The Vortex of Nights
It has been a busy time in Blandmore, and shift numbers are diminishing by the day. I can't remember the last day all of my team finished work on time.
The SMT are blissfully unaware that staffing levels are low. Let me clarify: they aren't unaware, and they aren't blissful. But they're not doing anything about it all the same. "There just isn't any more money." This is strictly true. But we can all rest easy that the area commander doesn't sleep well at night worrying about it. I don't sleep well at night either - for some reason my sergeant frowns on it if I sleep in a police car.
There literally is no more money. Especially since the force invested it all in Ice Save.*
Fortunately, there is also no more crime.
Most of us down on front-line response are sympathetic to funding and budget issues. But most of us also suspect there is money, just not being spent how it should. We'd like to see some of the current money being diverted away from crime auditors, analysts, performance data recorders and auditor-auditors (those who check the work of auditors to make sure it's being done properly). We'd like to spend our man-hours on locking up burglars and reassuring residents, rather than on investigating children shooting other children with BB guns and neighbours being racist to people who are just as racist back.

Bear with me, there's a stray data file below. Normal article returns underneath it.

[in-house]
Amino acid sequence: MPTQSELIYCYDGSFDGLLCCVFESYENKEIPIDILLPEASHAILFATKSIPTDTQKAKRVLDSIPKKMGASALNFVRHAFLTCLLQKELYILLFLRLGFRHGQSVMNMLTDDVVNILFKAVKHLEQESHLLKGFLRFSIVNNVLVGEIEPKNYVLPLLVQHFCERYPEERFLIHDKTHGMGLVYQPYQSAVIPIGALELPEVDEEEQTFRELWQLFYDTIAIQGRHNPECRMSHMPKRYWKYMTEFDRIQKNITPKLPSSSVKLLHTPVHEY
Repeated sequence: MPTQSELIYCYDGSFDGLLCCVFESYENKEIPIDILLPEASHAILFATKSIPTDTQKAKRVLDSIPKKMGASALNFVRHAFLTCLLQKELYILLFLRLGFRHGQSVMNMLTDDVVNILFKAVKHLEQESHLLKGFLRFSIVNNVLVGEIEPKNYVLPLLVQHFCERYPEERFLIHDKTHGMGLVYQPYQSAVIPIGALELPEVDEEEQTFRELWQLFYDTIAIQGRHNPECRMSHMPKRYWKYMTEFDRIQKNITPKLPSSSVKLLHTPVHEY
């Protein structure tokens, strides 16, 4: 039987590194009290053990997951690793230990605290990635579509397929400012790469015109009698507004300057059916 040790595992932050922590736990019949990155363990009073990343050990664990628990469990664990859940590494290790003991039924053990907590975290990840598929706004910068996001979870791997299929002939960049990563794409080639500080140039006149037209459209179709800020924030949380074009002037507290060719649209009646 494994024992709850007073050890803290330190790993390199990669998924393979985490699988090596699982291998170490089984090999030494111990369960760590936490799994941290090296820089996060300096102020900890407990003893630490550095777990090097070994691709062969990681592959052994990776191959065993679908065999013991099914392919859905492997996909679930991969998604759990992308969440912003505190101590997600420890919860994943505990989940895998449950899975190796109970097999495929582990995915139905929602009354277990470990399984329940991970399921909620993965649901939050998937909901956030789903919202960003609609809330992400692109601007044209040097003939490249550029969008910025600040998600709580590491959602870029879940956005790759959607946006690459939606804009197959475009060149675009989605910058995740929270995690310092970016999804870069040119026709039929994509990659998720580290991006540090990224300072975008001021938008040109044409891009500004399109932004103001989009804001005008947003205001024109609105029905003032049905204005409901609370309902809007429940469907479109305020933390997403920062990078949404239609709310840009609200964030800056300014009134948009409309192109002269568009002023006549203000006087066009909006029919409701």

The funny thing is, I think the public would agree with us.
Where, between front-line response and the Chief Constable, is the loose connection? Where is the message getting lost? Before I am sure that, one day, our Chief Constable used to think exactly like us.
'Diary of an On-Call Girl' is available in some bookstores and online.